From physical marshalling to virtual marshaling
There has been a lot of talk among the supplier and end-user community about reducing the hardware requirements for new projects through various alternatives to traditional I/O and “marshalling” technology. With FOUNDATION fieldbus, however, the goal was to eliminate a lot of the I/O and related hardware altogether. Why make physical marshalling smarter or better when you can eliminate it entirely? Many of the functions provided by hardware in a conventional analog process automation system are no longer required by a FOUNDATION fieldbus system or are handled through software instead.
Having truly embedded automation means your solution should be configurable. You should not have to rely too much on external hardware to determine the configuration of your devices and control schemes. You could say fieldbus provides a “virtual marshalling” alternative, because FOUNDATION fieldbus devices provide multiple signals over the same two terminals. For instance, a control valve has three signals: one setpoint plus open and closed feedback. All the signal linking (block to block) is done in software, not using hardwiring Fieldbus I/O, because most of the relationships are defined through software.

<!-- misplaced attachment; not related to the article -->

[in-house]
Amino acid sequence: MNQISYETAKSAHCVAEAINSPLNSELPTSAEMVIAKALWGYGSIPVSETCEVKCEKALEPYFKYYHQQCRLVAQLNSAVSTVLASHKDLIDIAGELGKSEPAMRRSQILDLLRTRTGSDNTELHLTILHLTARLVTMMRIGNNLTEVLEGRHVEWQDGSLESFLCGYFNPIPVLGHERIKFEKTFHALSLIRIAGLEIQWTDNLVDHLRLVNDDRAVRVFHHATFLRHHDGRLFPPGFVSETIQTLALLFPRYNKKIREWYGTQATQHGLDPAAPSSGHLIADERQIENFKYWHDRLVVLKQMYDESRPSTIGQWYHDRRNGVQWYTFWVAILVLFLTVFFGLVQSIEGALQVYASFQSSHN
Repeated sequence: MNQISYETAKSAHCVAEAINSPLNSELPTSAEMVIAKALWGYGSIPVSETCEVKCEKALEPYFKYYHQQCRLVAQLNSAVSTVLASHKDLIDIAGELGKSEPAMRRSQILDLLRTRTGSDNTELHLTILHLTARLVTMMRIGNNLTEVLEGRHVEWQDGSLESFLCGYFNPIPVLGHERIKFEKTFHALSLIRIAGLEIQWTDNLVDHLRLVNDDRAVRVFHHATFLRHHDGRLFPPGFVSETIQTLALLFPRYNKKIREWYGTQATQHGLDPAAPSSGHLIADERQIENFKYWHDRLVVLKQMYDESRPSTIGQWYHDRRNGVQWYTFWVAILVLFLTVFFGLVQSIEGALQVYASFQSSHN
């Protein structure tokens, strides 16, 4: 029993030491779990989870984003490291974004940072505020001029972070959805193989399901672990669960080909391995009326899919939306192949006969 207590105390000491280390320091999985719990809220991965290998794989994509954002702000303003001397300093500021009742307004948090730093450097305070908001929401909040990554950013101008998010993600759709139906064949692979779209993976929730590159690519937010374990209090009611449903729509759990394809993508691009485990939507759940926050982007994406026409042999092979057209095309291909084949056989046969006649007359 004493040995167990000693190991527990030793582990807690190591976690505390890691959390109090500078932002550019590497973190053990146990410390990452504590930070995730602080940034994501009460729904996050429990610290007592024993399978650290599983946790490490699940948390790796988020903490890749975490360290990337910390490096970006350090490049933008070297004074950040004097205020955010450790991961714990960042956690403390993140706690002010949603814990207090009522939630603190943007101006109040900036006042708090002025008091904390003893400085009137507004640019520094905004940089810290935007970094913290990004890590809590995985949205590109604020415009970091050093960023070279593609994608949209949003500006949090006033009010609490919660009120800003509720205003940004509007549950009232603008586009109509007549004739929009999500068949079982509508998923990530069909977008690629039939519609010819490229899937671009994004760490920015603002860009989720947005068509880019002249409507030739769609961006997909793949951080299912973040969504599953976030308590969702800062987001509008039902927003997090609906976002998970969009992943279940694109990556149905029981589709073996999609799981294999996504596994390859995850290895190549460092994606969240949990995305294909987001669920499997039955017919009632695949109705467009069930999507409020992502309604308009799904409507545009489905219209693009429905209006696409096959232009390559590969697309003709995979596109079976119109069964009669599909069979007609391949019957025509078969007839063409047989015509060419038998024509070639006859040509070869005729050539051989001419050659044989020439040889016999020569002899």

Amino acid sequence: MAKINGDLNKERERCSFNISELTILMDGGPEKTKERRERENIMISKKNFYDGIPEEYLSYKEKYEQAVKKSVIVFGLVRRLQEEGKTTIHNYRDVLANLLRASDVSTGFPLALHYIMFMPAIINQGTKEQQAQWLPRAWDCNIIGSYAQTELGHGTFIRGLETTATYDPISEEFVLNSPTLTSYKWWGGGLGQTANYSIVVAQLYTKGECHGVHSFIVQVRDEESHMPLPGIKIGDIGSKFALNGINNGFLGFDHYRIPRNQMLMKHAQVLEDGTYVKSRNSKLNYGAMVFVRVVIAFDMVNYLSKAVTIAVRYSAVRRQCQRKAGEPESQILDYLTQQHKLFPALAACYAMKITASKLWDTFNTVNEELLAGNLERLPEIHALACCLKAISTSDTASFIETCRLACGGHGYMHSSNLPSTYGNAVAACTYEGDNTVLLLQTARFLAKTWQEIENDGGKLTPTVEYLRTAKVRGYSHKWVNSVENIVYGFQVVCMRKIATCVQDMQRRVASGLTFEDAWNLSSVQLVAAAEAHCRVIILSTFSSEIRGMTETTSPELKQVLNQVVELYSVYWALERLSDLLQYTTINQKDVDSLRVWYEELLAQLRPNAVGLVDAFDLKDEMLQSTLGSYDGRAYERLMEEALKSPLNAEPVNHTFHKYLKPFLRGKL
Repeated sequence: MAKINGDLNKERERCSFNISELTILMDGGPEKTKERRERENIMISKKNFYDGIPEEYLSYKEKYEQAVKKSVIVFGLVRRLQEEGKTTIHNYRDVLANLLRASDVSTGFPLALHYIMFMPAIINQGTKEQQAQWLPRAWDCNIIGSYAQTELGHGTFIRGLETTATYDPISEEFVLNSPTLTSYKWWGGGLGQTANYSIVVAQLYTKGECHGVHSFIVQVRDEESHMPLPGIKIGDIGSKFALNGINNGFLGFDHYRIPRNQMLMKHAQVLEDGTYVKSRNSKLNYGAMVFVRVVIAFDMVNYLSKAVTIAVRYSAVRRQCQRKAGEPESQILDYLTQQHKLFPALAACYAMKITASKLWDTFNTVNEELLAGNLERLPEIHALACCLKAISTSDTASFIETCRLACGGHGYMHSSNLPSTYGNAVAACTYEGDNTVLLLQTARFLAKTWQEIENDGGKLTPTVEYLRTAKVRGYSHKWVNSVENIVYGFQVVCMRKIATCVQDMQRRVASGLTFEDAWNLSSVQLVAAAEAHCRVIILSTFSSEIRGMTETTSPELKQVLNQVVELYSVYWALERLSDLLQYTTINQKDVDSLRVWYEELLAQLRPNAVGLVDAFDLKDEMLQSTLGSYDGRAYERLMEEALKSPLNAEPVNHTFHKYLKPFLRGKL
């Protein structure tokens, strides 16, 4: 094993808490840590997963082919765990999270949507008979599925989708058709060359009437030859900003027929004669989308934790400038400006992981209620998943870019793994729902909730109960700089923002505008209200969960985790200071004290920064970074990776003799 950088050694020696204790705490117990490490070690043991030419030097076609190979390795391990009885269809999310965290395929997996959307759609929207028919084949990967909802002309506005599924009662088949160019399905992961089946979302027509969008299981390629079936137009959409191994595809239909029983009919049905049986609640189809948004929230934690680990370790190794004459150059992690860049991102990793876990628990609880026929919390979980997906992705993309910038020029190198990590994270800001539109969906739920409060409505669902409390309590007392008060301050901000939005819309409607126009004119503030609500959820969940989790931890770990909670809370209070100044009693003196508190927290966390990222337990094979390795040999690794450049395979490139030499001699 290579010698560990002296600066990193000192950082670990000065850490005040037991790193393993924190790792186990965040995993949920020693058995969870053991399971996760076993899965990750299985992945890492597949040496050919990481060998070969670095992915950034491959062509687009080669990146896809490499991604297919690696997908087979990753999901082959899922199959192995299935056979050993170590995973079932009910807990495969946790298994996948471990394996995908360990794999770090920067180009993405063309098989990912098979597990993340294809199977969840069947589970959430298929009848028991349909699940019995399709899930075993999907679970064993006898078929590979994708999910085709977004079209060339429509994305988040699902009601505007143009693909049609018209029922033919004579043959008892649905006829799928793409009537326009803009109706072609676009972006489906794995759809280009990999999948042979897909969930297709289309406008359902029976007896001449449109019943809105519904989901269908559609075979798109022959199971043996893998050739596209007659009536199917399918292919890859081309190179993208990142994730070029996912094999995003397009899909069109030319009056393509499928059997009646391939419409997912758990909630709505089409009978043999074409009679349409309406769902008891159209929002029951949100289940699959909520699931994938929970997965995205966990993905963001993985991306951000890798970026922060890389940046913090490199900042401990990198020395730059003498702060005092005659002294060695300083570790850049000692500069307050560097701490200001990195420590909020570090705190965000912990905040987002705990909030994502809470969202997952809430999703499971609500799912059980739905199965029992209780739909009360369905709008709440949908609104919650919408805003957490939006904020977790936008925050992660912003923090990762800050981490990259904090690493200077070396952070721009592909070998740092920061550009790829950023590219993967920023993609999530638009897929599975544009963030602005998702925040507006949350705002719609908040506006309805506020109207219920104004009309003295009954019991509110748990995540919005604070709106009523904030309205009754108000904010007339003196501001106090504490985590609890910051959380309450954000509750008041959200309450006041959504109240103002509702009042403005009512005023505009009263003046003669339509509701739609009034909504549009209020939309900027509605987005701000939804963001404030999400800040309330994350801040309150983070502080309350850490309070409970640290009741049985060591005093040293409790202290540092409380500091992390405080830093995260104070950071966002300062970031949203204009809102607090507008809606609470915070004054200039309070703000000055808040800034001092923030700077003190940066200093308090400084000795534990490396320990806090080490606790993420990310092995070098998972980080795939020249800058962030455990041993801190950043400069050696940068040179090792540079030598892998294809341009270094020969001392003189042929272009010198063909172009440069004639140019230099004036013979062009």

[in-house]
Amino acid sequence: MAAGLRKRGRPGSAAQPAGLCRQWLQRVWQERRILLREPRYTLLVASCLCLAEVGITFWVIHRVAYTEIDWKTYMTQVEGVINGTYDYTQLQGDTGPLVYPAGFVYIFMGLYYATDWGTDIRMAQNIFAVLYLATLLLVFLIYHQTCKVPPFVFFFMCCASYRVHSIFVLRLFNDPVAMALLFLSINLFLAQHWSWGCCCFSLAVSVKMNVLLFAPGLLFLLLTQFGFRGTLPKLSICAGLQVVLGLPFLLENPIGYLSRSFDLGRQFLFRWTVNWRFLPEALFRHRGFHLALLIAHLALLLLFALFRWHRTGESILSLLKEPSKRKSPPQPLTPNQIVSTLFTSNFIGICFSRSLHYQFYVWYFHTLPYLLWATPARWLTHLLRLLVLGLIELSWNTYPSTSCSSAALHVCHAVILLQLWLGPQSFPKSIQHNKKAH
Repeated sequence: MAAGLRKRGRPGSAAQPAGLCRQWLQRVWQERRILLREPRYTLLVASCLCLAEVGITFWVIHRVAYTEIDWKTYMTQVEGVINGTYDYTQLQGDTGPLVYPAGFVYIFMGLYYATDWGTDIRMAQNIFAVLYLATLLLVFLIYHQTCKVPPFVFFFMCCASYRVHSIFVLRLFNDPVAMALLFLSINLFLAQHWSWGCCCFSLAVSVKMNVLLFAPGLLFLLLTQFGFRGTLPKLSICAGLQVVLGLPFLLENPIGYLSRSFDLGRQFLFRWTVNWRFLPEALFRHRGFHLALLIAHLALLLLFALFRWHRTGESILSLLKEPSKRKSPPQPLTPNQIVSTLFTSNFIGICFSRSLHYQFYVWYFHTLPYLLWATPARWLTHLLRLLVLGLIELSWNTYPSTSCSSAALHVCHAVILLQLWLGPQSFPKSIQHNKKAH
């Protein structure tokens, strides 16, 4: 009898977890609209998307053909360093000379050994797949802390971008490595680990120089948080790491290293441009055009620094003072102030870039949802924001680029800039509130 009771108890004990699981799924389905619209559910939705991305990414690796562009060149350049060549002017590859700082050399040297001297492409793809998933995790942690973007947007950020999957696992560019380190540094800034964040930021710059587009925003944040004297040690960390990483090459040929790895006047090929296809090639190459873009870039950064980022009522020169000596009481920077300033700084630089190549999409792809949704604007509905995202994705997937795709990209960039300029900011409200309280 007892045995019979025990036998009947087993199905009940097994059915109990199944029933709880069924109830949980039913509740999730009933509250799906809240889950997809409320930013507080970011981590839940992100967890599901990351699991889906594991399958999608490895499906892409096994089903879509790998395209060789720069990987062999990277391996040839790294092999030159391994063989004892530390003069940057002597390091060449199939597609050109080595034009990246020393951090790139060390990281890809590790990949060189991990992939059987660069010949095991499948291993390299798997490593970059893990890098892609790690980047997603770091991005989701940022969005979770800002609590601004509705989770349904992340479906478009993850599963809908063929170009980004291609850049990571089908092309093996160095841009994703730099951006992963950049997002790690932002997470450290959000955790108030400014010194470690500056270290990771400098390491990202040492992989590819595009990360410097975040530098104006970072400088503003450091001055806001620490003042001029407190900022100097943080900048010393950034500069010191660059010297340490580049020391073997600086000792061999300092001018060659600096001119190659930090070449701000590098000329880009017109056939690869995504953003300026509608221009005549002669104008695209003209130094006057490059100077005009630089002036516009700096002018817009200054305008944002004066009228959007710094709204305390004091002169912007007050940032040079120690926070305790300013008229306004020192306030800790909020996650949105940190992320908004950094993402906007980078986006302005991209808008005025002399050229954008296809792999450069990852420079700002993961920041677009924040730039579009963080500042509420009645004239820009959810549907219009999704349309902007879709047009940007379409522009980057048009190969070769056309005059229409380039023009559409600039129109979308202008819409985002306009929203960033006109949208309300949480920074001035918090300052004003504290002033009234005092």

Improved reliability, availability
Control in the field is a key element in providing significantly enhanced process integrity for many applications and control loops. There is evidence to support that control in the field has an 80% increase in meantime between failures compared to traditional DCS control. The increased MTBF combined with the reduction in data transfers required substantially increases reliability and availability. The overall reduction in network traffic also increases network availability, in spite of the trade-off in the increased amount of device condition, status, and other data that must be passed to the DCS. There is also much more flexibility with control in the field. Once deployed, the function block execution can be transferred from one device or actuator to another.